Many portfolio managers break down their investment options into classes of risk appetites, such as “conservative”, “balanced”, “growth, or “aggressive”. But what do these classes mean? Who are each of the classes tailored towards?
Each of the classes is likely targeting a different level of risk, reward, and investment horizon; the different investment classes are therefore targeting investors at different stages of their investment journeys.
A shorter-term investment horizon might be a period of 1-3 years. Due to the shorter investment period, a “conservative” portfolio balance is most suitable – this is because a bad period (such as a declining year) could do a lot of damage to your portfolio. The assets in a conservative, shorter-term portfolio are therefore predominantly lower risk, lower volatility assets, such as cash, and bonds.
Typically, a conservative portfolio would be composed of around 75 percent cash, bonds, or like assets, with the remainder in shares, property, and other riskier assets. According to ASIC, such a portfolio might expect a loss one every twenty years invested.
A medium-term investment horizon might be a period of 4-6 years. A suitable option for this investment horizon might be the “balanced” option – which aims to find the middle ground when weighing up risk and reward.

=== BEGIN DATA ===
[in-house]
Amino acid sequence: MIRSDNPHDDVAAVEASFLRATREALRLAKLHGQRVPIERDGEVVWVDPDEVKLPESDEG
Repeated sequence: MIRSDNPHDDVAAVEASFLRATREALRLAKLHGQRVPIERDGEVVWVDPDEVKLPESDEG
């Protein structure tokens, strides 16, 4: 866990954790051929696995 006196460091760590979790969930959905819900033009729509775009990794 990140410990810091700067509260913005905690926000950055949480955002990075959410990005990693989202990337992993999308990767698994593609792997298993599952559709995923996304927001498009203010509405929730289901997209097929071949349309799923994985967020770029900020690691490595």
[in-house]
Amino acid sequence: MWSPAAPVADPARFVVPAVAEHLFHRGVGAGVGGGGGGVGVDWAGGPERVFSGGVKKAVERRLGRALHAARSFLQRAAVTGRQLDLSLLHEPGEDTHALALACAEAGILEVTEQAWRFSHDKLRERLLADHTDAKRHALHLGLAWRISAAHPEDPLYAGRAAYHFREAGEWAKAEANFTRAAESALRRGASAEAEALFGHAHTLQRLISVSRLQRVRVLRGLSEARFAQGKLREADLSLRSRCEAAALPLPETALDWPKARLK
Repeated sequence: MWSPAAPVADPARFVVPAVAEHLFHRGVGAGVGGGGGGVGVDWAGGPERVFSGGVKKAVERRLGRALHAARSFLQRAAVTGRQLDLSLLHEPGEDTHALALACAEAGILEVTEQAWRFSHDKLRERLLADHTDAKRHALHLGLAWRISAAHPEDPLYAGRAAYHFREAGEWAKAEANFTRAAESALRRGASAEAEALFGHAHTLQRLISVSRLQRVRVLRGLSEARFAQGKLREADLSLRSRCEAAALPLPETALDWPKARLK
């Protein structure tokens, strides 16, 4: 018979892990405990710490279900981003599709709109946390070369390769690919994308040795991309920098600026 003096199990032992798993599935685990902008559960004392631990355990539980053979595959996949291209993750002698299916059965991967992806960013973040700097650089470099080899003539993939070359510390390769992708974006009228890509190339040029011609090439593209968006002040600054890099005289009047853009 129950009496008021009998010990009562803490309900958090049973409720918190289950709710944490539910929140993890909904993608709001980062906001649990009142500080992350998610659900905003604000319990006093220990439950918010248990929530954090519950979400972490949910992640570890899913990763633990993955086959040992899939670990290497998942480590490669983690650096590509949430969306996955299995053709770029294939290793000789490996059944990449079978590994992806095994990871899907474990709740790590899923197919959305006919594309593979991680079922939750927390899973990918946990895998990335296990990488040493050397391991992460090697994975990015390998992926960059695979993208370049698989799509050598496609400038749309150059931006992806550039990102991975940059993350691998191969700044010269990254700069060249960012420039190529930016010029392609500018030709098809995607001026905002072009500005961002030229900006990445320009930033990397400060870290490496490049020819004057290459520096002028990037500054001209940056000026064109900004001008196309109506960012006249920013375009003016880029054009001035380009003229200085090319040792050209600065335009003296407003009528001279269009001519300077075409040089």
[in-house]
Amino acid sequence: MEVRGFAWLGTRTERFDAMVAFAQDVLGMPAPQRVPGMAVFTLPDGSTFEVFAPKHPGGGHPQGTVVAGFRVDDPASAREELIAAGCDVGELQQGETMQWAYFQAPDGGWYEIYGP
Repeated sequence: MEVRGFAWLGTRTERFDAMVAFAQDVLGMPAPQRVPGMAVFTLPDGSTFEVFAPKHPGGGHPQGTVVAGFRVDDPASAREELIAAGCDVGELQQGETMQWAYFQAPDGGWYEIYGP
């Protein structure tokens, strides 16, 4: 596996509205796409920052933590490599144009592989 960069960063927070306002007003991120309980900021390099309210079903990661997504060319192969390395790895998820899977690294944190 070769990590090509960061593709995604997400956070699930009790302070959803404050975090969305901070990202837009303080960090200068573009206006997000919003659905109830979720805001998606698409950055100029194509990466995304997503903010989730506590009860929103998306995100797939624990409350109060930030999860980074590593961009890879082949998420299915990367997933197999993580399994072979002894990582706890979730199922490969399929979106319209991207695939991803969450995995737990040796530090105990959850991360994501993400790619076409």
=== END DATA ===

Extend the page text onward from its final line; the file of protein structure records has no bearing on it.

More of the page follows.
A “balanced” portfolio option might hold around 70 percent of its assets in property and share exposure, whilst keeping 30 percent in cash or fixed interest assets. According to ASIC, such a portfolio might expect three losing years for every 20 years invested.
A longer-term investment horizon might be a period of 7 years or more. Given the greater period of time invested, you may wish to be more aggressive with your asset selection, as the longer you’re invested, the greater chance that periods of bad returns are averaged out by periods of good returns. You may therefore wish to go with an “aggressive” or “growth” portfolio option, which would usually be constructed of 85 percent or more exposure to property or shares, with the rest in cash or fixed interest. However, you may still wish to go for the balanced option, if there is a chance that you may need to withdraw the money during the investment horizon, or if you have a lower risk tolerance in general.
According to ASIC, you could expect about four or five losing years every twenty years invested.
Taking into account your investment horizon is just one of the important questions you must ask yourself when considering a portfolio investment decision. One of the best things that you can do when considering investment is to consult an independent professional.